December 23, 2004

Plagiarizing the Fockers? Compare this review with this review.

Right now these are the first linked articles on Google News about the new movie "Meet the Fockers". Whole paragraphs are copied wholesale, but the copier also did some rewording: "You can't argue with the talent involved" becomes "No one can doubt the talents involved." And then the opening paragraph of the CNN review ("Laughter is based on the unexpected...") was shifted to the middle of the China View review. Finding the other similarities is left as an exercise for the reader... This reminded me of the classic "Congress Demands New Stadium" incident where an Onion article got reported as truth. (Sadly, the original aricle is now behind pay-only doors.) (I'm assuming that the CNN review is the legit one, since it lists an author and the style is more consistent.) Presumably there's nothing CNN can do about a paper in another country, but it made me wonder what standards Google and other news aggregators use to select their sources. In any case, I won't be rushing out to see this movie.

  • Maybe its syndicated
  • Stan - bottom of the Xinhua piece says 'agencies' meaning they've compiled it from newswires. No doubt the CNN guy did similar. There's plenty of suckitude at Xinhua though. check out this post at where they find a Xinhua story that went live with the proofreading comments still in. They also have an unhealthy (if understandable) obsession with Naomi Campbell.
  • what abiezer said. often papers will take a story i've written, add or edit a few graphs (usually to localize), subtract my byline and use "From Wire Services" as the tagline. which, i might add, is a heck of a lot less annoying than the new york times STEALING my story and using its reporter/reporters to rewrite the entire piece, using MY sources and ideas, and claiming it as its own. which happens more often than you'd think.
  • Isn't Xinhua the same Chinese Government-operated news outlet that got fooled by an Onion article? If I recall, that was the one where the Congress was going to turn the Capitol building into a SuperDome with retractable roof? Or am I thinking of a different Chinese news site?
  • Oh my fucking god .... plagarism! on the Internet!!!
  • Oh my freaking gosh .... people copying other people! on tha InterWeb!!!
  • Oh my frocking gimlet ... I canna find my pants!
  • Also, you'll find a lot of lazy movie reviewers who copy entire paragraphs from the press kit the movie studio sends them. This happened a lot while I was a movie reviewer in Houston -- I'd read the press kit (which I was always careful to avoid quoting unless I was doing it to be funny), then I'd read reviews (from highly paid yet moronic reviewers, but don't get me started on that) that were near verbatim repeats of the kit. Studios do this on purpose, to turn many reviews into little more than unpaid ads for their films.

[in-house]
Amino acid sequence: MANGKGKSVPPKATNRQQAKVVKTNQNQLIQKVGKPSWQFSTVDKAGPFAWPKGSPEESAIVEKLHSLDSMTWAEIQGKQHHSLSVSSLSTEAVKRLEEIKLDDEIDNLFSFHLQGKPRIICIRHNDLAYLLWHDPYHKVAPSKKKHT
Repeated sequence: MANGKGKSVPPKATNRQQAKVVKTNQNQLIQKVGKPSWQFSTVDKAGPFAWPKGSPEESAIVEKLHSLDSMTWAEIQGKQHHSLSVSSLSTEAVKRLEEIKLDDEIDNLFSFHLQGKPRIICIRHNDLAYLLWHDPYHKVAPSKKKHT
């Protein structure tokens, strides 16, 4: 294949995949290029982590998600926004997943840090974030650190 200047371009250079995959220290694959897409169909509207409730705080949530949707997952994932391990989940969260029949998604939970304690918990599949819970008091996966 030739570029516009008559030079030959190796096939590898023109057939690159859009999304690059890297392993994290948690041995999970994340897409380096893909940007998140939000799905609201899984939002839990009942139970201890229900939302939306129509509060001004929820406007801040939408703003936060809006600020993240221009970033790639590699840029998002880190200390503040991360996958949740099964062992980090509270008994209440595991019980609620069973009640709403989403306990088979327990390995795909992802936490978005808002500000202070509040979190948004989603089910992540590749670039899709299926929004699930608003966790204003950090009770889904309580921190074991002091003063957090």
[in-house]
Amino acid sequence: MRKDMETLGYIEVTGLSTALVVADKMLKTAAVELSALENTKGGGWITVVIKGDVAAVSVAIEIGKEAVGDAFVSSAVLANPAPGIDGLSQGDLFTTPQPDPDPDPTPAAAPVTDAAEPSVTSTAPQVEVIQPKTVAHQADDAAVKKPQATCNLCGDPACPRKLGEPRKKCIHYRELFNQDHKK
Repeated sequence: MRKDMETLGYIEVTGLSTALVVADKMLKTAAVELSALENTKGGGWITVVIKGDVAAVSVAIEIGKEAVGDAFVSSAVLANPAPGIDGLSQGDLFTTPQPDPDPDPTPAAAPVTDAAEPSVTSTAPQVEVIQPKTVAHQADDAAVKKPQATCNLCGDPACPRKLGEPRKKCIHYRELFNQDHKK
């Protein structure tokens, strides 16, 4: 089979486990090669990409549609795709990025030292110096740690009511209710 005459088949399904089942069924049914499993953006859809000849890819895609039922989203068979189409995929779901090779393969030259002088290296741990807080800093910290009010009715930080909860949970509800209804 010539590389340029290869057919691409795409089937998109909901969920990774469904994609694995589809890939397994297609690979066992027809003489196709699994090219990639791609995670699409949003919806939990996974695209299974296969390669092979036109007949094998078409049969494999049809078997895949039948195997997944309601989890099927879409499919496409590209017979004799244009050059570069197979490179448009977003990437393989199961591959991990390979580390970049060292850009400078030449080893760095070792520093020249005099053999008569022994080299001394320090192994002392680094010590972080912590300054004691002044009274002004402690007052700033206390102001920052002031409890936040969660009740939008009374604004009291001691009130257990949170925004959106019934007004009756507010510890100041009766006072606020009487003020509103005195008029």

• In my former life as a reviewer, I found press kits extremely useful in feeding me character names, plot points and so forth that I'd forgotten. I also spent the past fortnight reading xinhua, which is an absolutely dead poor excuse for news.
  • In my former life as a complete dumbfuck, I did things which at the time were completely without creative justification, but which, with hindsight and 20 years of alcoholism behind me, I can admit to in an anonymous blog without qualms, completely ignoring the fact that I am a talentless piece of shit who should be shot thru' the head until dead. Meanwhile, let's make fun of those who have the jobs that we *used* to have, while feeling massively superior. Bwaaak Bwaak bwwwaaak. Hello! BANG!
  • Don't be so hard on yourself, Nostril.
  • No... I'm pretty much a moronic dumbfuck in this life, too. And, I admit as much on my (very much signed, and very stupid) blog.
  • I just have a problem when (in the example I used above about the moronic movie reviewer) the reviewer for the biggest paper in town, who is paid handsomely for his work, pretty much reprints the press kit in his review while I worked hard to try and write something that was both amusing and useful to my readers, for $50 an issue. (Of course, said reviewer also used a very bright flashlight to keep notes during screenings, ruining everyone elses' view of the movie, and once kicked the back of my chair through an entire screening when I made a snarky comment about him in my paper.) In the end, though, I'll admit that I was probably mad at him less because I was a better writer, and more because he got paid so much to do so little.